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10 Unsung Heroes of World War Two

The Second World War produced a level of suffering unparalleled in the course of human history. But despite the carnage unfolding around them, untold scores of people decided to take action. 

Whether it was showing above-average courage on the battlefield, conducting risky operations deep behind enemy lines, or breaking through racial, ethnic, or age barriers to prove themselves, this list of ten heroes, in no particular order of greatness, demonstrates some of the best of humanity by putting others before themselves.

1. How a Navy Lieutenant Saved A Fellow POW From Certain Death

Photograph of Lieutenant Richard Antrim. Image via US Navy.

After the Japanese attacked Pearl Harbor, they also launched a simultaneous invasion of much of Southeast Asia and the South Pacific. Part of these invasion plans included the Netherlands East Indies in January 1942.

When the Japanese invaded the Netherlands East Indies, the Allies there were woefully outnumbered and outgunned. 

Despite being up against an enemy, several factors were superior to them in terms of manpower and equipment; the Allies put on the best defense they could, including the joint Dutch-Australian-American naval task force.

While this task force was older and smaller than the Japanese, they put up a furious defense of the island chain. Among these forces was the USS Pope, a destroyer whose executive officer was Lieutenant Richard Antrim. 

Over the next six weeks, the Pope and other ships in the task force fought numerous battles against the Japanese until they were defeated in the Battle of the Java Sea. 

After evacuating his shipmates, LT Antrim found himself the most senior officer who had survived the battle. After spending several days afloat in life rafts, the Japanese picked them up and took them ashore as prisoners of war.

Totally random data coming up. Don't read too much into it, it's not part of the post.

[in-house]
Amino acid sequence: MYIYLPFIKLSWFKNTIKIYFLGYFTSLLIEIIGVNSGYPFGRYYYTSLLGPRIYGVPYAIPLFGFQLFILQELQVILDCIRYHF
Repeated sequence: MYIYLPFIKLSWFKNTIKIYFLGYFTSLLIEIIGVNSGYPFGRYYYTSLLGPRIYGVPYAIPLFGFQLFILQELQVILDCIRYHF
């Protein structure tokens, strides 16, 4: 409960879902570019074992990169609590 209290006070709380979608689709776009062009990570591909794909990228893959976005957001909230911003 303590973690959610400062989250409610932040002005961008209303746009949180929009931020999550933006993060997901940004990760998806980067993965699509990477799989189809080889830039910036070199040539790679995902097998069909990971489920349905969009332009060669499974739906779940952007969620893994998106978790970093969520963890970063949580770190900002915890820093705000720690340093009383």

Once ashore at a POW camp in the Celebes islands, it became abundantly clear pretty quickly that life was going to be brutal and the Japanese would do everything they wanted to make the Americans’ lives a living hell. 

Among the new rules and regulations of the camp was for prisoners to bow deeply whenever encountering a Japanese guard.

One day in April 1942, Lieutenant Junior Grade Allan Fisher apparently did not bow deep enough for a guard’s liking. This enraged the guard, and he began to beat the man mercilessly with his baton. 

For his part, LT Antrim tried to intervene and ask the guards what the man did. However, the guards paid no attention to him and continued beating the man.

As the scene unfolded, a large crowd of prisoners and guards began to form. Some more guards joined in on the melee and began kicking the man. Soon, the camp commandant arrived on the scene and ordered that the prisoner receive fifty lashes. 

Knowing that LTJG Fisher would not survive this, Antrim yelled, “Stop!” and everyone went quiet. He then did something incredible.

Antrim told the camp commandant to please stop beating the man and that he would take the remainder of his punishment.

Confused and stunned that an American POW would be so bold as to challenge Japanese authority and sacrifice himself, the commandant merely bowed and walked away.

But despite his immense heroism in that moment in saving that man’s life, his deeds would not be recognized until after the war, when he and his comrades were freed. 

Finally, in 1947, he received his rightfully earned Medal of Honor from President Truman in a White House ceremony.

2. How Sister Greaves Saved Countless Soldiers From Death

Sister Sheila Greaves photographed on March 1944. Image via Wikipedia.

Born in 1911, Sister Sheila Greaves became a practicing nurse in her early twenties and worked in various civilian hospitals before joining the Imperial Military Nursing Service in 1938. 

Because of this timing, she was present with the British Expeditionary Force in France when Germany invaded. After serving in France and being part of the force that was evacuated at Dunkirk, Sister Greaves continued to serve as a nurse in other theaters.

From 1941 to 1943, Sister Greaves served as a nurse in the Middle East. In 1943, she followed her units as the British unit she was with fought alongside American units as they liberated Sicily and moved on to Italy.

Despite the good progress in Italy, the Allies soon ran into stiff German resistance that forced them to launch a bold amphibious operation around Anzio in 1944. It was here on the beaches of Anzio that Sister Greaves really distinguished herself.

She was in charge of Casualty Clearing Stations Number Two and Fifteen on the beaches. These clearing stations treated some of the most severely wounded men who would have to be evacuated by sea back to the UK. 

On March 14, 1944, Sister Greaves was busily working over casualties as she normally did. Despite the front lines having pushed far off the Anzio beachheads, the nurses still worked under constant German artillery and air attacks.